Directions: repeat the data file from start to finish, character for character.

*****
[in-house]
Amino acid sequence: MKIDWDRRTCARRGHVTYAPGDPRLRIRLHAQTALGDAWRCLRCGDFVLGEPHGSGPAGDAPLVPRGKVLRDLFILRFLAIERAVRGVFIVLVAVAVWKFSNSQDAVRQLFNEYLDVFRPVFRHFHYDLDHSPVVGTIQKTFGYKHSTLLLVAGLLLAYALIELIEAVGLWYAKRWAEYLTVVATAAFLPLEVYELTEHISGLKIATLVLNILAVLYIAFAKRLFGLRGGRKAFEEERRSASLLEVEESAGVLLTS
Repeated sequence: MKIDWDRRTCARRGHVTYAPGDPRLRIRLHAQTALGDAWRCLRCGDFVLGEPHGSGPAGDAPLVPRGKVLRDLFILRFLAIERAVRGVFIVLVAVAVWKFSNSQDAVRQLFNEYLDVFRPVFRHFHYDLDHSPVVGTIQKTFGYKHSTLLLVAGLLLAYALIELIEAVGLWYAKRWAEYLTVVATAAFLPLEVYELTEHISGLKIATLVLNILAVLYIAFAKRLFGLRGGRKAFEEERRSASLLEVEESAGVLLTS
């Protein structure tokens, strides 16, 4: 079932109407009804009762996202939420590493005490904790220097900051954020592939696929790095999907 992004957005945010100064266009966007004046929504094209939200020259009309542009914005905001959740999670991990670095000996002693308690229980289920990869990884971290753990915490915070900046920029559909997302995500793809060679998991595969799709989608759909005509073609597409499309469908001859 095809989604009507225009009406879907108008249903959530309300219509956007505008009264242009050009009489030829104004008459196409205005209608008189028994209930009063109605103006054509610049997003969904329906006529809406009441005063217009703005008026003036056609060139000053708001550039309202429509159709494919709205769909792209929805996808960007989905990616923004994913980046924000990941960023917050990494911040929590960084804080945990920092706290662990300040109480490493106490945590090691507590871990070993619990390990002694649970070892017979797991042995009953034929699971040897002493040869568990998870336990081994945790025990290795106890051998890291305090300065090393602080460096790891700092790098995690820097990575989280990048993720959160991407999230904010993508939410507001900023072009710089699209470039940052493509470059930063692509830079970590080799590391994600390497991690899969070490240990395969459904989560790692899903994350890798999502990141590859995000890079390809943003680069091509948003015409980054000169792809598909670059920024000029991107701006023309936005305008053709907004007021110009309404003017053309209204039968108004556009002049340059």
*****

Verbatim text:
[in-house]
Amino acid sequence: MKIDWDRRTCARRGHVTYAPGDPRLRIRLHAQTALGDAWRCLRCGDFVLGEPHGSGPAGDAPLVPRGKVLRDLFILRFLAIERAVRGVFIVLVAVAVWKFSNSQDAVRQLFNEYLDVFRPVFRHFHYDLDHSPVVGTIQKTFGYKHSTLLLVAGLLLAYALIELIEAVGLWYAKRWAEYLTVVATAAFLPLEVYELTEHISGLKIATLVLNILAVLYIAFAKRLFGLRGGRKAFEEERRSASLLEVEESAGVLLTS
Repeated sequence: MKIDWDRRTCARRGHVTYAPGDPRLRIRLHAQTALGDAWRCLRCGDFVLGEPHGSGPAGDAPLVPRGKVLRDLFILRFLAIERAVRGVFIVLVAVAVWKFSNSQDAVRQLFNEYLDVFRPVFRHFHYDLDHSPVVGTIQKTFGYKHSTLLLVAGLLLAYALIELIEAVGLWYAKRWAEYLTVVATAAFLPLEVYELTEHISGLKIATLVLNILAVLYIAFAKRLFGLRGGRKAFEEERRSASLLEVEESAGVLLTS
């Protein structure tokens, strides 16, 4: 079932109407009804009762996202939420590493005490904790220097900051954020592939696929790095999907 992004957005945010100064266009966007004046929504094209939200020259009309542009914005905001959740999670991990670095000996002693308690229980289920990869990884971290753990915490915070900046920029559909997302995500793809060679998991595969799709989608759909005509073609597409499309469908001859 095809989604009507225009009406879907108008249903959530309300219509956007505008009264242009050009009489030829104004008459196409205005209608008189028994209930009063109605103006054509610049997003969904329906006529809406009441005063217009703005008026003036056609060139000053708001550039309202429509159709494919709205769909792209929805996808960007989905990616923004994913980046924000990941960023917050990494911040929590960084804080945990920092706290662990300040109480490493106490945590090691507590871990070993619990390990002694649970070892017979797991042995009953034929699971040897002493040869568990998870336990081994945790025990290795106890051998890291305090300065090393602080460096790891700092790098995690820097990575989280990048993720959160991407999230904010993508939410507001900023072009710089699209470039940052493509470059930063692509830079970590080799590391994600390497991690899969070490240990395969459904989560790692899903994350890798999502990141590859995000890079390809943003680069091509948003015409980054000169792809598909670059920024000029991107701006023309936005305008053709907004007021110009309404003017053309209204039968108004556009002049340059």